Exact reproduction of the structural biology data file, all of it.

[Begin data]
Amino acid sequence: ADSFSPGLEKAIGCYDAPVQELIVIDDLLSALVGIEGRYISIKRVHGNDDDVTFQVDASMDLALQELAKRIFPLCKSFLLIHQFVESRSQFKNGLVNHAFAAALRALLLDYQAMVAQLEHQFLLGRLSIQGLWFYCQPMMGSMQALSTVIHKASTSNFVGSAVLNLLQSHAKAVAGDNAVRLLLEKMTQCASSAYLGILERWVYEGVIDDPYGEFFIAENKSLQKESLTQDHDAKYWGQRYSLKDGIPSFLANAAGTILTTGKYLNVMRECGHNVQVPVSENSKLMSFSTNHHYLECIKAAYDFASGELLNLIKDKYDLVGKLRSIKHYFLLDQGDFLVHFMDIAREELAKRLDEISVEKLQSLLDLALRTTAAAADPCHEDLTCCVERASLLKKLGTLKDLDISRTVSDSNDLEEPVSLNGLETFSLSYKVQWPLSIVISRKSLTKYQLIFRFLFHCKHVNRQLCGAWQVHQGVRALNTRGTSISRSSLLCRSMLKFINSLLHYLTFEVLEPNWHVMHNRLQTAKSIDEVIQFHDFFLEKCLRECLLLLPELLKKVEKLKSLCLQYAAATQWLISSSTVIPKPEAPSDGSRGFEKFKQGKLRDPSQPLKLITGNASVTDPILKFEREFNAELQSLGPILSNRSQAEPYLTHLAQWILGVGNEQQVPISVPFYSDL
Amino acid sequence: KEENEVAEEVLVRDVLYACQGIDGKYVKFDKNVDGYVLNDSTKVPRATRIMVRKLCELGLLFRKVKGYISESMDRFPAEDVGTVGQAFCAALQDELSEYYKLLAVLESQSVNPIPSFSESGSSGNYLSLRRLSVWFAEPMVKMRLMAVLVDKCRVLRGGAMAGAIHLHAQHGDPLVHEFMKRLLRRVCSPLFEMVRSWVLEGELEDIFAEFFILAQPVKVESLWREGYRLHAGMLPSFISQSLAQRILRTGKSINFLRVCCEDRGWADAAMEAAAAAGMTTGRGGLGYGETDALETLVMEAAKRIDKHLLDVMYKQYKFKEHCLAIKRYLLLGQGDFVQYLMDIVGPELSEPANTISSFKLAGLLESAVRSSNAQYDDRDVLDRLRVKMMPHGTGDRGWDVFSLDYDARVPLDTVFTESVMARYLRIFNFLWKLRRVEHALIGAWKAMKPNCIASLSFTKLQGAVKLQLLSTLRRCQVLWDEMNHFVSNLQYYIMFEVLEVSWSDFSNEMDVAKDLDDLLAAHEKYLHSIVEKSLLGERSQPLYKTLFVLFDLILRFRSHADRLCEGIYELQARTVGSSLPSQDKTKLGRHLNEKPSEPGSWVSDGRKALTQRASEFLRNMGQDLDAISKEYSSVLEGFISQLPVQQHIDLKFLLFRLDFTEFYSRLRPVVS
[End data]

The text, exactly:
Amino acid sequence: ADSFSPGLEKAIGCYDAPVQELIVIDDLLSALVGIEGRYISIKRVHGNDDDVTFQVDASMDLALQELAKRIFPLCKSFLLIHQFVESRSQFKNGLVNHAFAAALRALLLDYQAMVAQLEHQFLLGRLSIQGLWFYCQPMMGSMQALSTVIHKASTSNFVGSAVLNLLQSHAKAVAGDNAVRLLLEKMTQCASSAYLGILERWVYEGVIDDPYGEFFIAENKSLQKESLTQDHDAKYWGQRYSLKDGIPSFLANAAGTILTTGKYLNVMRECGHNVQVPVSENSKLMSFSTNHHYLECIKAAYDFASGELLNLIKDKYDLVGKLRSIKHYFLLDQGDFLVHFMDIAREELAKRLDEISVEKLQSLLDLALRTTAAAADPCHEDLTCCVERASLLKKLGTLKDLDISRTVSDSNDLEEPVSLNGLETFSLSYKVQWPLSIVISRKSLTKYQLIFRFLFHCKHVNRQLCGAWQVHQGVRALNTRGTSISRSSLLCRSMLKFINSLLHYLTFEVLEPNWHVMHNRLQTAKSIDEVIQFHDFFLEKCLRECLLLLPELLKKVEKLKSLCLQYAAATQWLISSSTVIPKPEAPSDGSRGFEKFKQGKLRDPSQPLKLITGNASVTDPILKFEREFNAELQSLGPILSNRSQAEPYLTHLAQWILGVGNEQQVPISVPFYSDL
Amino acid sequence: KEENEVAEEVLVRDVLYACQGIDGKYVKFDKNVDGYVLNDSTKVPRATRIMVRKLCELGLLFRKVKGYISESMDRFPAEDVGTVGQAFCAALQDELSEYYKLLAVLESQSVNPIPSFSESGSSGNYLSLRRLSVWFAEPMVKMRLMAVLVDKCRVLRGGAMAGAIHLHAQHGDPLVHEFMKRLLRRVCSPLFEMVRSWVLEGELEDIFAEFFILAQPVKVESLWREGYRLHAGMLPSFISQSLAQRILRTGKSINFLRVCCEDRGWADAAMEAAAAAGMTTGRGGLGYGETDALETLVMEAAKRIDKHLLDVMYKQYKFKEHCLAIKRYLLLGQGDFVQYLMDIVGPELSEPANTISSFKLAGLLESAVRSSNAQYDDRDVLDRLRVKMMPHGTGDRGWDVFSLDYDARVPLDTVFTESVMARYLRIFNFLWKLRRVEHALIGAWKAMKPNCIASLSFTKLQGAVKLQLLSTLRRCQVLWDEMNHFVSNLQYYIMFEVLEVSWSDFSNEMDVAKDLDDLLAAHEKYLHSIVEKSLLGERSQPLYKTLFVLFDLILRFRSHADRLCEGIYELQARTVGSSLPSQDKTKLGRHLNEKPSEPGSWVSDGRKALTQRASEFLRNMGQDLDAISKEYSSVLEGFISQLPVQQHIDLKFLLFRLDFTEFYSRLRPVVS